- Magnetic suspension trains. Instead of rolling on rails like conventional trains, this ultra-technological train model is held in magnetic levitation by powerful electromagnets installed on its underside. Thus, the electrical repulsion between the magnets and the metal of the platform on which the train circulates maintains the weight of the vehicle in the air.
- Electric transformers. A transformer, those cylindrical devices that in some countries we see on power lines, serve to control (increase or decrease) the voltage of an alternating current. This is achieved through coils arranged around an iron core, whose electromagnetic fields allow modulating the intensity of the outgoing current.
- Electric motors. Motors, as we all know, transform energy into motion, using a combination of a rotor and a stator. The first is mobile and contains a series of coils, which are located between the fixed poles of the magnet that is the choke. This movement is kept constant thanks to the electromagnetic field and allows, by means of a switch, to produce a turn that moves the vehicle forward.
- We dynamos them. These devices serve to take advantage of the rotation of the wheels of a vehicle, such as an automobile, to rotate a magnet and produce a magnetic field that supplies alternating current to the coils.
- The phone. The magic behind this everyday device is none other than the ability to convert sound waves (such as voice) into modulations of an electromagnetic field that can be transmitted, initially by a cable, to a receiver at the other end that is capable of pouring the process and recover electromagnetically contained sound waves.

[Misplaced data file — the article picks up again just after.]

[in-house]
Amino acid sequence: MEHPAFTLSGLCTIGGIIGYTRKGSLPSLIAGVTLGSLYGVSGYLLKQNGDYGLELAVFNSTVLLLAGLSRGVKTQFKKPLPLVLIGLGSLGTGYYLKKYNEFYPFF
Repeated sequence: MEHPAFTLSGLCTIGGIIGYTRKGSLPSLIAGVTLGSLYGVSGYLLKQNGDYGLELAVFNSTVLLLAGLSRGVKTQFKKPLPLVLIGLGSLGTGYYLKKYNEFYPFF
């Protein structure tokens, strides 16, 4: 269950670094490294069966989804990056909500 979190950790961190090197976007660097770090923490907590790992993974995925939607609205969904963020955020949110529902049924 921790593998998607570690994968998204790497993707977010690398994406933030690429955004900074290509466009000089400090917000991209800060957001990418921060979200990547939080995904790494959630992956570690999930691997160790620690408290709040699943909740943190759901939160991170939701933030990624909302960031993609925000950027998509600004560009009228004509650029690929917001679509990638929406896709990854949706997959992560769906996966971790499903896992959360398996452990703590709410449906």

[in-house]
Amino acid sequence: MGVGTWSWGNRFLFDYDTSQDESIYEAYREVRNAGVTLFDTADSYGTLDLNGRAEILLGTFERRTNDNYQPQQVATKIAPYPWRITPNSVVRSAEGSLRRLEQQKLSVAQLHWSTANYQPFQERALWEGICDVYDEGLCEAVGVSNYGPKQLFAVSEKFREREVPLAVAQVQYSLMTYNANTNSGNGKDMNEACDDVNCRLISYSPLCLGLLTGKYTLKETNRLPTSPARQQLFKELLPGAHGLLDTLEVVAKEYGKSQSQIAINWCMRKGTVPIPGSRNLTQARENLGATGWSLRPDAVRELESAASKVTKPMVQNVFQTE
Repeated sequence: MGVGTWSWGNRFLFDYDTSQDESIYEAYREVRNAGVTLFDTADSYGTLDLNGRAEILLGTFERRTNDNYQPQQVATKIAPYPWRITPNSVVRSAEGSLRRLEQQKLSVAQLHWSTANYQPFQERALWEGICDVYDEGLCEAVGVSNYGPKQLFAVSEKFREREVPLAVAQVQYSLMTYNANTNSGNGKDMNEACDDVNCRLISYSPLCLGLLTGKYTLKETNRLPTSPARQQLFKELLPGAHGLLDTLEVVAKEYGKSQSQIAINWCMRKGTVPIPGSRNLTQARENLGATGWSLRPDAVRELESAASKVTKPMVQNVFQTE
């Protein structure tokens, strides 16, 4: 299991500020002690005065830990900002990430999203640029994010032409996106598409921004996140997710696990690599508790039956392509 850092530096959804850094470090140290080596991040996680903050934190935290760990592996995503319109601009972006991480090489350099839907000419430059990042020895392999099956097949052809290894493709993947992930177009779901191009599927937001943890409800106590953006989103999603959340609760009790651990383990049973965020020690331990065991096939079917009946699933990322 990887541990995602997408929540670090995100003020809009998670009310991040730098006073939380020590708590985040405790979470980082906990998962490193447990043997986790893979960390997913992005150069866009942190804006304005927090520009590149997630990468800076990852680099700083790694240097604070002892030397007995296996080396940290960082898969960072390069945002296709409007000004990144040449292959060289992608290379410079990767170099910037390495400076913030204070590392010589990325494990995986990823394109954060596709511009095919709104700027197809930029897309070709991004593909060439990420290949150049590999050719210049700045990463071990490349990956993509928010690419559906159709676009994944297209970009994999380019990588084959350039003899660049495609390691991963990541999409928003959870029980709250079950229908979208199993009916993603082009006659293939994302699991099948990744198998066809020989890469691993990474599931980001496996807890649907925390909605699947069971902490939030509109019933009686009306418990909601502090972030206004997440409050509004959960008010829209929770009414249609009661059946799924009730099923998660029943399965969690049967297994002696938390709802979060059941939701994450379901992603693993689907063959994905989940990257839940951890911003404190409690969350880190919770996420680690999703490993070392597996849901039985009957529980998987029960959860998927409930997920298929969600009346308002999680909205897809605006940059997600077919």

- Microwave ovens. These appliances operate from the generation and concentration of electromagnetic waves on the food. These waves are similar to those used for radio communication, but of a high frequency that rotates the diploids (magnetic particles) of the food at very high speeds since they try to align with the resulting magnetic field. This movement is what generates the heat.
- Magnetic resonance imaging (MRI). This medical application of electromagnetism has been an unprecedented advance in health, since it allows non-invasively examining the inside of the body of living beings, from the electromagnetic manipulation of the hydrogen atoms contained in it, to generate a field interpretable by specialized computers.